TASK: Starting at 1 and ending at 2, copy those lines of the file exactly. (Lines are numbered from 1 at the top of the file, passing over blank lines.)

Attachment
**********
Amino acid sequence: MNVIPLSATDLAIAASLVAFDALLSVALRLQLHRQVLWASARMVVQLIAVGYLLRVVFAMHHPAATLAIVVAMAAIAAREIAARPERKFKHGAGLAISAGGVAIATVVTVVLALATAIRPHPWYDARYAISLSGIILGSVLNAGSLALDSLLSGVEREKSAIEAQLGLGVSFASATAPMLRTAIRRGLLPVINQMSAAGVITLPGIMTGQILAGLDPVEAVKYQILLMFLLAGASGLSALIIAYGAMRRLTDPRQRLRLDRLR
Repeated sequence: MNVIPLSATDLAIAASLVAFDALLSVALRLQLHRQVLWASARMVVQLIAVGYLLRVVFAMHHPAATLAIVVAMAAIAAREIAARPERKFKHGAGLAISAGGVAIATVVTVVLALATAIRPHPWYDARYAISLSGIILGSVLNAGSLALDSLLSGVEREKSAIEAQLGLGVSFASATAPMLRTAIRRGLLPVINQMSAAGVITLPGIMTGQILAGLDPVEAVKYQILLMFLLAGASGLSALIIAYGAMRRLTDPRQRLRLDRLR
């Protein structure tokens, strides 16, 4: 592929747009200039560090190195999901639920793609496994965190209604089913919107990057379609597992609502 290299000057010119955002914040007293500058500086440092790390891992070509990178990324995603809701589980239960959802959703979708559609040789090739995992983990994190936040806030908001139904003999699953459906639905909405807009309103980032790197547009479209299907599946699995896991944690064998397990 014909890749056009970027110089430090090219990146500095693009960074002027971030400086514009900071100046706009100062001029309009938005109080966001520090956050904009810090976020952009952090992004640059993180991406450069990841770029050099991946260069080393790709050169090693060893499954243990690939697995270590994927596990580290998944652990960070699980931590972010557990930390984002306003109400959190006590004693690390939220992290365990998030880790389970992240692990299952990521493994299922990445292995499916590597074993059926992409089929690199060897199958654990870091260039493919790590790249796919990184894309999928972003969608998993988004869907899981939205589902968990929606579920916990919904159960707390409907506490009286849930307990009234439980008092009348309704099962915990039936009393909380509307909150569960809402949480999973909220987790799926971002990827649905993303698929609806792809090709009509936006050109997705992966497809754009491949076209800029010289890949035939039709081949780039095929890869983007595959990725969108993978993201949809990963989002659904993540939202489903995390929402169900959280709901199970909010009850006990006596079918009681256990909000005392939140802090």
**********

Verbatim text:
Amino acid sequence: MNVIPLSATDLAIAASLVAFDALLSVALRLQLHRQVLWASARMVVQLIAVGYLLRVVFAMHHPAATLAIVVAMAAIAAREIAARPERKFKHGAGLAISAGGVAIATVVTVVLALATAIRPHPWYDARYAISLSGIILGSVLNAGSLALDSLLSGVEREKSAIEAQLGLGVSFASATAPMLRTAIRRGLLPVINQMSAAGVITLPGIMTGQILAGLDPVEAVKYQILLMFLLAGASGLSALIIAYGAMRRLTDPRQRLRLDRLR
Repeated sequence: MNVIPLSATDLAIAASLVAFDALLSVALRLQLHRQVLWASARMVVQLIAVGYLLRVVFAMHHPAATLAIVVAMAAIAAREIAARPERKFKHGAGLAISAGGVAIATVVTVVLALATAIRPHPWYDARYAISLSGIILGSVLNAGSLALDSLLSGVEREKSAIEAQLGLGVSFASATAPMLRTAIRRGLLPVINQMSAAGVITLPGIMTGQILAGLDPVEAVKYQILLMFLLAGASGLSALIIAYGAMRRLTDPRQRLRLDRLR